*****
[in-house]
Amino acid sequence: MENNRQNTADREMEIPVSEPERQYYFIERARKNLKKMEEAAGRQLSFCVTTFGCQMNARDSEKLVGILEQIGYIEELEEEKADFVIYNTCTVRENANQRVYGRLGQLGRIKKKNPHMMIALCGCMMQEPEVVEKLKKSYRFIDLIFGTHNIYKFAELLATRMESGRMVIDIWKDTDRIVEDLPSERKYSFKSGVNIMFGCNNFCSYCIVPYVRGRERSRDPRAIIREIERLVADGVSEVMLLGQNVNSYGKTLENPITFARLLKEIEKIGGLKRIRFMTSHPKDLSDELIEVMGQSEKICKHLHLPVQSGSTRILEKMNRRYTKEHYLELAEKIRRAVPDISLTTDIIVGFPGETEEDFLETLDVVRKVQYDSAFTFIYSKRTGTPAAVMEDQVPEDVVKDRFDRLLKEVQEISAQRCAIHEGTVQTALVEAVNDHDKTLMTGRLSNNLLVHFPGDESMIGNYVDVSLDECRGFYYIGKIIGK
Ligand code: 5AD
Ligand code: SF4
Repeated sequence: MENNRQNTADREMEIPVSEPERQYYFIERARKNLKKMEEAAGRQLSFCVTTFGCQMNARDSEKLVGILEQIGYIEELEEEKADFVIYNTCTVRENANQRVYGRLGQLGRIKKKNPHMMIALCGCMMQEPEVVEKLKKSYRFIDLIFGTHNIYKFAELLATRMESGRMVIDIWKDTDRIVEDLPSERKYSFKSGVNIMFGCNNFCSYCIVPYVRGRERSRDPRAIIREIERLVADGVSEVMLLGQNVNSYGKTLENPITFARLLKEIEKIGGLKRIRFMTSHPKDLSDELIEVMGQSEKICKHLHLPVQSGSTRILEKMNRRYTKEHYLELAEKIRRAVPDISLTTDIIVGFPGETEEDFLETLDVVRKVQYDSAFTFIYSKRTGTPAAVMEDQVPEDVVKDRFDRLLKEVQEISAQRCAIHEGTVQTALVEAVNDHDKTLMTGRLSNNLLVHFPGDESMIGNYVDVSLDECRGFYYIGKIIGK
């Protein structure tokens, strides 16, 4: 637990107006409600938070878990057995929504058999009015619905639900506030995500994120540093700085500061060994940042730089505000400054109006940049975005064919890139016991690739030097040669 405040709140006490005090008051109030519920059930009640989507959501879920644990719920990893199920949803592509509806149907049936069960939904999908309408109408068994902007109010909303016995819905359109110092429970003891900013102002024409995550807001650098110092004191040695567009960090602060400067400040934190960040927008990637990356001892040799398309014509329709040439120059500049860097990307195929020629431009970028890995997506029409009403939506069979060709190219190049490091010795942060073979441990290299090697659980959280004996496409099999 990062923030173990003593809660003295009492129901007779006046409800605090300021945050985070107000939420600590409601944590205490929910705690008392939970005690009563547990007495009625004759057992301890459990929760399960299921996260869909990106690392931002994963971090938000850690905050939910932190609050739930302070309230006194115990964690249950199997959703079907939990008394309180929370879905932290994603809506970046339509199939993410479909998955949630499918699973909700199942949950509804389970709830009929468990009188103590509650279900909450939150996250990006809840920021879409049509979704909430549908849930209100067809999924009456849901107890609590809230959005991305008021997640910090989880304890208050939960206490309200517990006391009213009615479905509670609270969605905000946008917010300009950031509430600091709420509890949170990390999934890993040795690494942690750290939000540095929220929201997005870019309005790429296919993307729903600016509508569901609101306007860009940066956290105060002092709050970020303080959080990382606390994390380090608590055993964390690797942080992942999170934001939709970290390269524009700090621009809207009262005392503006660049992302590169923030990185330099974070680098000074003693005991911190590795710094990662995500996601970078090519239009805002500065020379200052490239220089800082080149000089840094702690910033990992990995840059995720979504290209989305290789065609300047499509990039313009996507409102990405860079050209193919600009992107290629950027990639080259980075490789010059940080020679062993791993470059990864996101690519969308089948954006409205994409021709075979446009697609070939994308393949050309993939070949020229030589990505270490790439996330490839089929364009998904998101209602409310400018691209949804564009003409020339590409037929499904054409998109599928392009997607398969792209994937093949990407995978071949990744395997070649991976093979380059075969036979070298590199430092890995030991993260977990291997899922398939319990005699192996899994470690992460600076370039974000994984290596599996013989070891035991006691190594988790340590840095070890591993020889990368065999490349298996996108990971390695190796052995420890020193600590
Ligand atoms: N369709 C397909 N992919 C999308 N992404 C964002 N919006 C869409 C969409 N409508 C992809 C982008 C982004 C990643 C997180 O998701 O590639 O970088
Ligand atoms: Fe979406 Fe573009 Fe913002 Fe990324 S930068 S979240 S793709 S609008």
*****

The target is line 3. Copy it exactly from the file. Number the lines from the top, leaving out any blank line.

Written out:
Ligand code: 5AD